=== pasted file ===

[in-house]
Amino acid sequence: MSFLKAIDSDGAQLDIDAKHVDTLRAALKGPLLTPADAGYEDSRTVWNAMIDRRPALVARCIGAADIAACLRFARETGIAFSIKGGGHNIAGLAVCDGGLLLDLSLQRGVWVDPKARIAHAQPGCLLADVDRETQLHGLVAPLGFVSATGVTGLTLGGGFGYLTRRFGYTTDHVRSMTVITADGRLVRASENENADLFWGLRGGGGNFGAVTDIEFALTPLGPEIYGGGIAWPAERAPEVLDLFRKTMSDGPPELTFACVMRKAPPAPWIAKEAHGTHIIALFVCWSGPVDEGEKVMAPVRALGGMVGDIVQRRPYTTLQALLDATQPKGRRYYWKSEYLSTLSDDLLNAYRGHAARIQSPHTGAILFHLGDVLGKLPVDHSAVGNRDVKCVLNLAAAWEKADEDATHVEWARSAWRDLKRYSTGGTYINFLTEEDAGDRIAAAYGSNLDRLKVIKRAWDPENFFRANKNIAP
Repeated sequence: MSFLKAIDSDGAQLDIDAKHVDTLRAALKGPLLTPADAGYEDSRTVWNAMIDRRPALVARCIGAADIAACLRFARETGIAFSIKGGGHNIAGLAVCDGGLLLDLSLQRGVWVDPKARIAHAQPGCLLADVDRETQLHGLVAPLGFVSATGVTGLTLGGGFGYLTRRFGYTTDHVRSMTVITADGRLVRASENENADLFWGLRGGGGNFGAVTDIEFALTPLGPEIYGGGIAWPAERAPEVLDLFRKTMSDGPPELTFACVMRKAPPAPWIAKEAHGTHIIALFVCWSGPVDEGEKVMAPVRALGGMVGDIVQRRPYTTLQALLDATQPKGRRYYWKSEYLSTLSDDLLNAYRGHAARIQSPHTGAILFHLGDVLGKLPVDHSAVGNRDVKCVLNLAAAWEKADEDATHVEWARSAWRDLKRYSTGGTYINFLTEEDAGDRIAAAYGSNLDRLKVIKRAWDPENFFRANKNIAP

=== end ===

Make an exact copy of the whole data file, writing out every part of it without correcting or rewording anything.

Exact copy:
[in-house]
Amino acid sequence: MSFLKAIDSDGAQLDIDAKHVDTLRAALKGPLLTPADAGYEDSRTVWNAMIDRRPALVARCIGAADIAACLRFARETGIAFSIKGGGHNIAGLAVCDGGLLLDLSLQRGVWVDPKARIAHAQPGCLLADVDRETQLHGLVAPLGFVSATGVTGLTLGGGFGYLTRRFGYTTDHVRSMTVITADGRLVRASENENADLFWGLRGGGGNFGAVTDIEFALTPLGPEIYGGGIAWPAERAPEVLDLFRKTMSDGPPELTFACVMRKAPPAPWIAKEAHGTHIIALFVCWSGPVDEGEKVMAPVRALGGMVGDIVQRRPYTTLQALLDATQPKGRRYYWKSEYLSTLSDDLLNAYRGHAARIQSPHTGAILFHLGDVLGKLPVDHSAVGNRDVKCVLNLAAAWEKADEDATHVEWARSAWRDLKRYSTGGTYINFLTEEDAGDRIAAAYGSNLDRLKVIKRAWDPENFFRANKNIAP
Repeated sequence: MSFLKAIDSDGAQLDIDAKHVDTLRAALKGPLLTPADAGYEDSRTVWNAMIDRRPALVARCIGAADIAACLRFARETGIAFSIKGGGHNIAGLAVCDGGLLLDLSLQRGVWVDPKARIAHAQPGCLLADVDRETQLHGLVAPLGFVSATGVTGLTLGGGFGYLTRRFGYTTDHVRSMTVITADGRLVRASENENADLFWGLRGGGGNFGAVTDIEFALTPLGPEIYGGGIAWPAERAPEVLDLFRKTMSDGPPELTFACVMRKAPPAPWIAKEAHGTHIIALFVCWSGPVDEGEKVMAPVRALGGMVGDIVQRRPYTTLQALLDATQPKGRRYYWKSEYLSTLSDDLLNAYRGHAARIQSPHTGAILFHLGDVLGKLPVDHSAVGNRDVKCVLNLAAAWEKADEDATHVEWARSAWRDLKRYSTGGTYINFLTEEDAGDRIAAAYGSNLDRLKVIKRAWDPENFFRANKNIAP